The Tigers Will Hang On For Playoffs
by Trevor Whenham - 08/31/2006
The Detroit Tigers, easily the most surprising story of the season so far, are slipping. They still have the best record in the league (though the red-hot Mets are about to catch up to them), but they have lost eight of their last 12 games and 14 of the last 21. The saving grace for this team is that neither of the squads chasing them in the division - the White Sox or the Twins - are playing particularly well, either, and the Tigers have managed to only turn a 10 game lead into a still-secure five game edge despite their freefall.
A month ago it seemed inevitable that the Tigers would cruise to the playoffs. Now that isn't such a sure thing. It's not time to panic yet, however. With 29 games left they have 83 wins, putting 100 wins -- a pinnacle that would have seemed impossible at the beginning of the year -- within relatively easy reach.
There are lots of reasons that you could be negative about the fate of the Tigers - the surly Kenny Rogers is the only consistently solid starter of late, the offense is looking tired at times and they aren't getting many breaks - but I feel confident that they will win their division. I'd bet on it, in fact. Here are eight reasons why:
The young pitchers will be fine - Justin Verlander is being held up as an example of the problems the team is facing. Despite being 15-7 and having an ERA in the top five in the league, the 23-year-old has lost three of his last four and some are saying he is hitting a rookie wall. I don't buy it. Take his last start, an ugly showing against Cleveland. He gave up 10 hits and 8 runs in 5 innings. The thing is, however, that he had good stuff. He struck out Travis Hafner on four 98 mph fastballs followed by a killer at 100 mph. The radar gun read 102 mph in the first inning. He struck out two guys looking with his nasty breaking pitch. In other words, his arm isn't getting tired. He's just not getting his breaks. That's what happens in a major league season. He'll be fine. And so will the pitching staff.
Kenny Rogers is an animal - After weathering a rough patch for several games, Rogers has bounced back with wins in his last three outings, allowing just three runs in 19 innings, including a key shutout against the White Sox. That kind of performance is great at any time, but when this kind of streak comes when the rest of the team is slumping, it is especially valuable. Rogers, for once, is actually a stabilizing force on a team that can use his presence.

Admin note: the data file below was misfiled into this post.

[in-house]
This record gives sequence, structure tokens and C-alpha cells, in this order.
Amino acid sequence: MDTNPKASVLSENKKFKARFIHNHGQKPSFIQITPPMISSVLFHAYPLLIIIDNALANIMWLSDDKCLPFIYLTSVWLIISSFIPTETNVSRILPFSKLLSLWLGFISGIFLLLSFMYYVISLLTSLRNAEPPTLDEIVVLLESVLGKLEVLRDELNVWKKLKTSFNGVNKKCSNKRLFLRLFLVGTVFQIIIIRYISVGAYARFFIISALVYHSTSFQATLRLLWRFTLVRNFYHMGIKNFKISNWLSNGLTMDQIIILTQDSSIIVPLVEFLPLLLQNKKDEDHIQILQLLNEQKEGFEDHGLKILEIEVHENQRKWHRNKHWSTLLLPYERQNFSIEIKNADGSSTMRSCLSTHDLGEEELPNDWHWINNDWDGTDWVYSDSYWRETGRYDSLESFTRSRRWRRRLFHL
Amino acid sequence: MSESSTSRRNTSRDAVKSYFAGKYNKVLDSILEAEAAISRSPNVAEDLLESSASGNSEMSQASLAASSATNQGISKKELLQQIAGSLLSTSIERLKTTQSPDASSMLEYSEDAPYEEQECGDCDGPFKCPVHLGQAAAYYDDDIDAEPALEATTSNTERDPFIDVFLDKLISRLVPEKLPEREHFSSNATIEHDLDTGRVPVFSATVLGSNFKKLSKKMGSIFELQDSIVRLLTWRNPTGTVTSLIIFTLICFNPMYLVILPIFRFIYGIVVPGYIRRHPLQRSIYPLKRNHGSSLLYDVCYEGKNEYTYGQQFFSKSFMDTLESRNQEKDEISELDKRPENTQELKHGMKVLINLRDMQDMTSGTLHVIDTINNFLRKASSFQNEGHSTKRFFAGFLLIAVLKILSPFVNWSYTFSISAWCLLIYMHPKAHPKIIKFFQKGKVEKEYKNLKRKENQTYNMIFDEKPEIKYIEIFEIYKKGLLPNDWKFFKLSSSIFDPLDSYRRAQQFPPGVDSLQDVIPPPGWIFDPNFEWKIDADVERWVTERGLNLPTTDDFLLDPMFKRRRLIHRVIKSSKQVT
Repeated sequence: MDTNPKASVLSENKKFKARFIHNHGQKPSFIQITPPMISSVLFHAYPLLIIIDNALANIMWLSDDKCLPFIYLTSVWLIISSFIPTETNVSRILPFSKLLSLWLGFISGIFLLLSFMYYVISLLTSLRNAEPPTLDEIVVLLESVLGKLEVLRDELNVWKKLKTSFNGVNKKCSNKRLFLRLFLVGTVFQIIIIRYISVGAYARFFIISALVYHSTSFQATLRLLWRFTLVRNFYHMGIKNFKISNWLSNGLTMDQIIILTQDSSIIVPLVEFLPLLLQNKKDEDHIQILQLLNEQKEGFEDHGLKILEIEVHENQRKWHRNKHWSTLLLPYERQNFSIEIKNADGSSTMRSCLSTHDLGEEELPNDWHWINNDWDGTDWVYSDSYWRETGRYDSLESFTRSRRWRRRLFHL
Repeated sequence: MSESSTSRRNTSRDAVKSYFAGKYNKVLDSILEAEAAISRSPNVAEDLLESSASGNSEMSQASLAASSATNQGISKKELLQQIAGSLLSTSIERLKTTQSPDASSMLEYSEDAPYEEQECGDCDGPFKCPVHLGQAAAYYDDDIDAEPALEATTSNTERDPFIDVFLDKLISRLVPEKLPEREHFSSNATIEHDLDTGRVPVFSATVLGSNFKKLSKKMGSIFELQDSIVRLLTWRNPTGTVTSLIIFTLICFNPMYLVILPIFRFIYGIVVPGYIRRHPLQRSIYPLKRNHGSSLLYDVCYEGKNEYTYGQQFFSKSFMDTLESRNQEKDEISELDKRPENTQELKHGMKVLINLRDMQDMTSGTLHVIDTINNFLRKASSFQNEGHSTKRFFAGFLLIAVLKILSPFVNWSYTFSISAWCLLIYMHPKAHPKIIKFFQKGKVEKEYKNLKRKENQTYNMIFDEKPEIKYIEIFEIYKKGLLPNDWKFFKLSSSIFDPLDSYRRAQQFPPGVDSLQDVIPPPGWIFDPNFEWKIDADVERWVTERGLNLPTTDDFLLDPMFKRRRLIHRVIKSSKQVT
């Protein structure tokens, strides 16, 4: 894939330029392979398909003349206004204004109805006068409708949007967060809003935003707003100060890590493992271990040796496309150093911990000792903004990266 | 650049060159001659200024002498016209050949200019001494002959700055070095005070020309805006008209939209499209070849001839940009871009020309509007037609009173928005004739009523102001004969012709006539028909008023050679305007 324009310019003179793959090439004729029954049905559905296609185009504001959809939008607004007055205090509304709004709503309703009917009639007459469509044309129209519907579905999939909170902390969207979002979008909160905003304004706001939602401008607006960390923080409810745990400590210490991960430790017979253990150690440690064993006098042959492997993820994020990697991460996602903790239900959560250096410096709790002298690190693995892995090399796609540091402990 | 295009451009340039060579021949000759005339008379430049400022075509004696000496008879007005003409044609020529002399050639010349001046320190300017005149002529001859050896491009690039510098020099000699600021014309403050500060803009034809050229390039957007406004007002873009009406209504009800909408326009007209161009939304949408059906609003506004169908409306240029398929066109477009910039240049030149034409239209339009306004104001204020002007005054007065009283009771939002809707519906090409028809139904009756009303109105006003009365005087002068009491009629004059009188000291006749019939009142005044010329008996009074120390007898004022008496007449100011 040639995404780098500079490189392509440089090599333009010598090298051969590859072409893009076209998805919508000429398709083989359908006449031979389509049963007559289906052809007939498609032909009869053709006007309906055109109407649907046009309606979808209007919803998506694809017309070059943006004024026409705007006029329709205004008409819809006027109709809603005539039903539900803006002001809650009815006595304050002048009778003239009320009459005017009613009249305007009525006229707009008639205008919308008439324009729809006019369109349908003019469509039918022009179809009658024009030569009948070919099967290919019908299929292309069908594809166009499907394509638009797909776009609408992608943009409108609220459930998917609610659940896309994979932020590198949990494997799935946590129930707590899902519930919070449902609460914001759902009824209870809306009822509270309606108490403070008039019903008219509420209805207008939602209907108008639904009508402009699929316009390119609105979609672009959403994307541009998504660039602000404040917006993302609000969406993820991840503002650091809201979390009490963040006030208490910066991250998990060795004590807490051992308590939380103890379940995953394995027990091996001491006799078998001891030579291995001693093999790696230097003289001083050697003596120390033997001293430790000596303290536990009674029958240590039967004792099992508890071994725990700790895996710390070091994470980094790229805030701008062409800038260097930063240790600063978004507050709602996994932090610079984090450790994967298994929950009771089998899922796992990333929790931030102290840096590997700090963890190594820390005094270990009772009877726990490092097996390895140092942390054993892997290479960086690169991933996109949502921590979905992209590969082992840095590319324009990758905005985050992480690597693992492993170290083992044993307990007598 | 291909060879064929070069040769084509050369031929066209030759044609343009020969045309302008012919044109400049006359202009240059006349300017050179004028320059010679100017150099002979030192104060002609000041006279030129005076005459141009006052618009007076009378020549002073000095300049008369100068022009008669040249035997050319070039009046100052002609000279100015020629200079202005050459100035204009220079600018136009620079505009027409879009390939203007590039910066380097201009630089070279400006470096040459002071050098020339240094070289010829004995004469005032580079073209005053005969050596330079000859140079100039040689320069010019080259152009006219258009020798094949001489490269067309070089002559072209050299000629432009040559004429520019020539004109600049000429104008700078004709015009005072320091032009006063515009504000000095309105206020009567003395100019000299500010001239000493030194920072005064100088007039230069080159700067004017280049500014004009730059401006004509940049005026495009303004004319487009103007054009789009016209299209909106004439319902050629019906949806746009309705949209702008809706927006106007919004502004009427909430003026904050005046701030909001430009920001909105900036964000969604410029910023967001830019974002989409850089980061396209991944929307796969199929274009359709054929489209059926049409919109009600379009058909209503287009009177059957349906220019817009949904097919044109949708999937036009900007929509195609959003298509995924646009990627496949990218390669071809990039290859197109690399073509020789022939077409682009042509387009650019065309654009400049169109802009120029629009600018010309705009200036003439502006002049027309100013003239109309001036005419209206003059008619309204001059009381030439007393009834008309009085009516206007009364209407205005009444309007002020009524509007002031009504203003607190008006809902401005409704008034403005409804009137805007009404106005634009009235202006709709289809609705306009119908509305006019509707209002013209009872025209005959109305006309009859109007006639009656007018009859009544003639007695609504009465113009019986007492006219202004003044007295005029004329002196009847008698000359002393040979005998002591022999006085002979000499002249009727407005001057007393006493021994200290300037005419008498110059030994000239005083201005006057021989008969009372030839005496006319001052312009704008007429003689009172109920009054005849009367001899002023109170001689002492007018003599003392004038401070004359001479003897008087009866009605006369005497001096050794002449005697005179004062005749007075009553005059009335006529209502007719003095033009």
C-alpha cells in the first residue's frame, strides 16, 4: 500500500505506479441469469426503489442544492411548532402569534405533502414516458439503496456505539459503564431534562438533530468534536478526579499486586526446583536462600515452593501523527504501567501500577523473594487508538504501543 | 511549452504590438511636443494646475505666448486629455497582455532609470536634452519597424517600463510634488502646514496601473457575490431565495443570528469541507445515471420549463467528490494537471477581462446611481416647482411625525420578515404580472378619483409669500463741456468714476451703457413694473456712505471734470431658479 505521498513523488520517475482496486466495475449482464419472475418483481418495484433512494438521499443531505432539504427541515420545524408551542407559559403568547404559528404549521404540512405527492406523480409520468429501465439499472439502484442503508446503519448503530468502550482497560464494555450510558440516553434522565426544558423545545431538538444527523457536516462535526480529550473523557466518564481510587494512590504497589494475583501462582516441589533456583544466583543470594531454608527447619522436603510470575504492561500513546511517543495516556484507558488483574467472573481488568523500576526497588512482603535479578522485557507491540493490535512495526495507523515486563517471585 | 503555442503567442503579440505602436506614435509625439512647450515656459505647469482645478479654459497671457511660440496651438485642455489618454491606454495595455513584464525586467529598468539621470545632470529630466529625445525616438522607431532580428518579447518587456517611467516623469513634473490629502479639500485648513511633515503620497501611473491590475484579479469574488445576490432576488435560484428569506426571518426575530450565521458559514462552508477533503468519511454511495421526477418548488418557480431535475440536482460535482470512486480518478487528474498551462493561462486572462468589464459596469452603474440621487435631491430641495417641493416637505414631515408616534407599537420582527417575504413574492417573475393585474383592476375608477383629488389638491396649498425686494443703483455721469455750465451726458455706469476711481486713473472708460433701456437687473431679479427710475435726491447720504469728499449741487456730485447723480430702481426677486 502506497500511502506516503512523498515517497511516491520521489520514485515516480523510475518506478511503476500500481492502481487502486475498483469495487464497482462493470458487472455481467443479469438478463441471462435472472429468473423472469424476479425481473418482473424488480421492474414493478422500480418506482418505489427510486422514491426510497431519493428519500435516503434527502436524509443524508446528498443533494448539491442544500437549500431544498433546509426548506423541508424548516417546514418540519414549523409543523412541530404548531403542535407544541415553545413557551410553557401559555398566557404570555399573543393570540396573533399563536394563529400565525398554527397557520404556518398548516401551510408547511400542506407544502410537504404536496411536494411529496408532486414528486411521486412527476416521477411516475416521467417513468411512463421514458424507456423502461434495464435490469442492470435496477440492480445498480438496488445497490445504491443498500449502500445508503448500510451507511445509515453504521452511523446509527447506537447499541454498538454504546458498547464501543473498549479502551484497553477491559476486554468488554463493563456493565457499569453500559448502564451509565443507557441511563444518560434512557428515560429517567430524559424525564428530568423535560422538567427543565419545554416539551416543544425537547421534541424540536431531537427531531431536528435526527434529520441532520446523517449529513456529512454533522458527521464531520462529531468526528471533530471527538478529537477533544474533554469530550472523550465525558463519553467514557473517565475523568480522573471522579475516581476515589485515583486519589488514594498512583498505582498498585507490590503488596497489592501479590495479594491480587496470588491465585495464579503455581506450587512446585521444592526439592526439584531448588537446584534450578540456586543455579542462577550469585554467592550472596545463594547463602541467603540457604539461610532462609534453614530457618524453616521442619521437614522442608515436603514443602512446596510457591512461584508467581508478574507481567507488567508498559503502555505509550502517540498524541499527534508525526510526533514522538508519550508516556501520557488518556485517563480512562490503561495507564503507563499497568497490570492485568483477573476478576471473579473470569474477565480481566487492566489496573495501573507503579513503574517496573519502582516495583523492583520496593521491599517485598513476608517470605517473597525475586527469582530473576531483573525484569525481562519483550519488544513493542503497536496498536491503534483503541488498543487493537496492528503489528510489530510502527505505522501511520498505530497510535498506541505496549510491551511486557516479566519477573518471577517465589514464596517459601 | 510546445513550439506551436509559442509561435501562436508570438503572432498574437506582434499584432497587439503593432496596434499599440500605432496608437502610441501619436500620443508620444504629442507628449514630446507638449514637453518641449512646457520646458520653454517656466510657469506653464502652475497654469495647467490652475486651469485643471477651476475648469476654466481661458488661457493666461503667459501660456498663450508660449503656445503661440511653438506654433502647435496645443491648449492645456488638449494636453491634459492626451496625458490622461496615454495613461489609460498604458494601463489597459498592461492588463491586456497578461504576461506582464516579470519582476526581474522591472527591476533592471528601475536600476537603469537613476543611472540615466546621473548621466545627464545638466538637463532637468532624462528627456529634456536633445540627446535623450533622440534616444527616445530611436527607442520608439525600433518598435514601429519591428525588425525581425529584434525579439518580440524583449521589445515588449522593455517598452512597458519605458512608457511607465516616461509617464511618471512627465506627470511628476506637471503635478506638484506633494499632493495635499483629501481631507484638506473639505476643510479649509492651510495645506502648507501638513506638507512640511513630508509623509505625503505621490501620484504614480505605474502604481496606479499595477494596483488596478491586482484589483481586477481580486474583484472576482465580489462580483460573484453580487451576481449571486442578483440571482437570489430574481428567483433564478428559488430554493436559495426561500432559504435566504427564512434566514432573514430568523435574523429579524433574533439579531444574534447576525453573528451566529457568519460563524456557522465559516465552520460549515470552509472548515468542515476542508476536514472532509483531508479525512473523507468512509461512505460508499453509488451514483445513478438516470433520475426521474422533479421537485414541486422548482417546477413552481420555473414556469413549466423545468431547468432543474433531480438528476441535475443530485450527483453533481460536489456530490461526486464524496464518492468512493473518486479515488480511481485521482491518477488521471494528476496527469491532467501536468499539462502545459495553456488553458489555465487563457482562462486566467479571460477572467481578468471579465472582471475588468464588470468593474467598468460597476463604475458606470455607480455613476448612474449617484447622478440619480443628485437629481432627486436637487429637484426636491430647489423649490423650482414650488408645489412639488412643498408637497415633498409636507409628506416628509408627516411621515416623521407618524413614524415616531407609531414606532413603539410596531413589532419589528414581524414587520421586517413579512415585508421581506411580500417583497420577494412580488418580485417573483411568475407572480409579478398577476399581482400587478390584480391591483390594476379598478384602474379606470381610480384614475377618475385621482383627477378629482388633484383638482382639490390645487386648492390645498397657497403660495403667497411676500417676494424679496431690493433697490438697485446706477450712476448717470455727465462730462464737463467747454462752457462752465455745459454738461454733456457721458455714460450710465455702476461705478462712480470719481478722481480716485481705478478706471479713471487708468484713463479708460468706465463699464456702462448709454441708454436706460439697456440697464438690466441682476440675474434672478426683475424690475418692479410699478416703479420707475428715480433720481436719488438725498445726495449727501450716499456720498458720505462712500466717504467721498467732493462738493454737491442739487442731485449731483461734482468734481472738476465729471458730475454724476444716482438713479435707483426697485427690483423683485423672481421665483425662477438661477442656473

The bullpen is great, and growing - The bullpen is already among the best in the league. Todd Jones has 34 saves in 37 tries. Guys like Jamie Walker and Fernando Rodney are eating innings efficiently. Joel Zumaya has been a particular revelation. The 21-year-old is 6-2 with a microscopic ERA, he can throw 100 mph at will, and he was a starter in the minors so he can stretch out if he is needed. Reinforcements are on the way, too. Andrew Miller was the Tigers' first round selection in this year's draft. He tore up the minors, and was called up early this week to add yet another 100 mph fireballer to the pen. If that isn't enough, Humberto Sanchez, another very good young pitcher, is owning AAA and could come up in September. Tigers' fans have nothing to worry about in the pitching department now or for years to come.
Pudge - Ivan Rodriguez is not having the best statistical year of his career, but he is as much responsible for this team's success as anyone. The future Hall-of-Famer has won it all before with a young team, and he handles a pitching staff as well as anyone ever has. The fact that pitching is the team's strength isn't a coincidence. He's the kind of leader that a division winning team has to have.
Their schedule - The 29 remaining games include four key games against Minnesota and three against the White Sox, but it also has a whole lot of soft spots. Series against Seattle, Texas, Baltimore, Toronto and two against Kansas City are just what the doctor ordered for a team in a downward trend.
They love to travel - Here's a quiz - how many teams have won more games on the road than they have at home? Two - Atlanta and the Tigers. Atlanta hardly counts because they haven't won much anywhere. The Tigers have won more games on the road than all but three teams in the entire league have won at home. That will help with their 12 remaining home games. More importantly, however, it tells me that this is a tough team that doesn't fold under pressure, and they're clearly a team that plays well together. That's a blueprint for a strong stretch drive.
They have no stars - The Tigers are the best team in the majors, but they don't have anyone in the forefront of the MVP race. They don't even have anyone that you could make a case for. Magglio Ordonez is the best offensive force on the team, Carlos Guillen is putting up decent numbers and sophomore Curtis Granderson is leading off like a veteran. None of them are putting up superstar numbers, however. That is their biggest attribute. When a team's offense is focused on a player or two then the team is in trouble if those players slump. If anyone slumps for the Tigers then his contribution can be made up for, and the team can carry on. It also makes it harder for a team to focus their efforts on shutting down a single player.
Jim Leyland - Leyland is as sound a mind and as good a manager as there is in baseball. The fact that he has got this team to exceed all expectations is proof that he is the perfect guy to get them to the finish line.